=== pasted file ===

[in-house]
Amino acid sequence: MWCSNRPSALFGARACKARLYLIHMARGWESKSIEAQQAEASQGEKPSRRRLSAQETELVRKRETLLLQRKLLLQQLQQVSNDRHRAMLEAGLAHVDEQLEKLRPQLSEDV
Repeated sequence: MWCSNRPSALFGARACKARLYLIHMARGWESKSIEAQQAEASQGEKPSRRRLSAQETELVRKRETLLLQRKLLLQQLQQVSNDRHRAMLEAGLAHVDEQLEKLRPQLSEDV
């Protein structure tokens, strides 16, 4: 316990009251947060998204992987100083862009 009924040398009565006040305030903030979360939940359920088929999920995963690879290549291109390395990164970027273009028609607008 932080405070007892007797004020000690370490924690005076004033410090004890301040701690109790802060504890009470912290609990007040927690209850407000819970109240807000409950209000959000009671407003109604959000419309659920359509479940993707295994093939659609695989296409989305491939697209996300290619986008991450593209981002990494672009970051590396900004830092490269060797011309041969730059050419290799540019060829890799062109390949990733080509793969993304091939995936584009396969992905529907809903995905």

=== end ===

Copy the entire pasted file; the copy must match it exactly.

[in-house]
Amino acid sequence: MWCSNRPSALFGARACKARLYLIHMARGWESKSIEAQQAEASQGEKPSRRRLSAQETELVRKRETLLLQRKLLLQQLQQVSNDRHRAMLEAGLAHVDEQLEKLRPQLSEDV
Repeated sequence: MWCSNRPSALFGARACKARLYLIHMARGWESKSIEAQQAEASQGEKPSRRRLSAQETELVRKRETLLLQRKLLLQQLQQVSNDRHRAMLEAGLAHVDEQLEKLRPQLSEDV
């Protein structure tokens, strides 16, 4: 316990009251947060998204992987100083862009 009924040398009565006040305030903030979360939940359920088929999920995963690879290549291109390395990164970027273009028609607008 932080405070007892007797004020000690370490924690005076004033410090004890301040701690109790802060504890009470912290609990007040927690209850407000819970109240807000409950209000959000009671407003109604959000419309659920359509479940993707295994093939659609695989296409989305491939697209996300290619986008991450593209981002990494672009970051590396900004830092490269060797011309041969730059050419290799540019060829890799062109390949990733080509793969993304091939995936584009396969992905529907809903995905």